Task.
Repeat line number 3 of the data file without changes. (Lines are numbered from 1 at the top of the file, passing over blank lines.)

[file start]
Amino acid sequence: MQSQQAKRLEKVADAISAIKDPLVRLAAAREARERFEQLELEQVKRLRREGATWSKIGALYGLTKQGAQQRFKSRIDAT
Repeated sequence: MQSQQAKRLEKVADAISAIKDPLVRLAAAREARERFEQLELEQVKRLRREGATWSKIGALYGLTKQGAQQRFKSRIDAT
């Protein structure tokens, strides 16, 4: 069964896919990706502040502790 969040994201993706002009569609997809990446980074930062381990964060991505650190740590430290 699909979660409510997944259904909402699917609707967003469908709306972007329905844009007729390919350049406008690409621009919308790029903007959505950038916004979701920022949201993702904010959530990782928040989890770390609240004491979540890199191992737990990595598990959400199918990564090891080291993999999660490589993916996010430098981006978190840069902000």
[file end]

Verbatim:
């Protein structure tokens, strides 16, 4: 069964896919990706502040502790 969040994201993706002009569609997809990446980074930062381990964060991505650190740590430290 699909979660409510997944259904909402699917609707967003469908709306972007329905844009007729390919350049406008690409621009919308790029903007959505950038916004979701920022949201993702904010959530990782928040989890770390609240004491979540890199191992737990990595598990959400199918990564090891080291993999999660490589993916996010430098981006978190840069902000």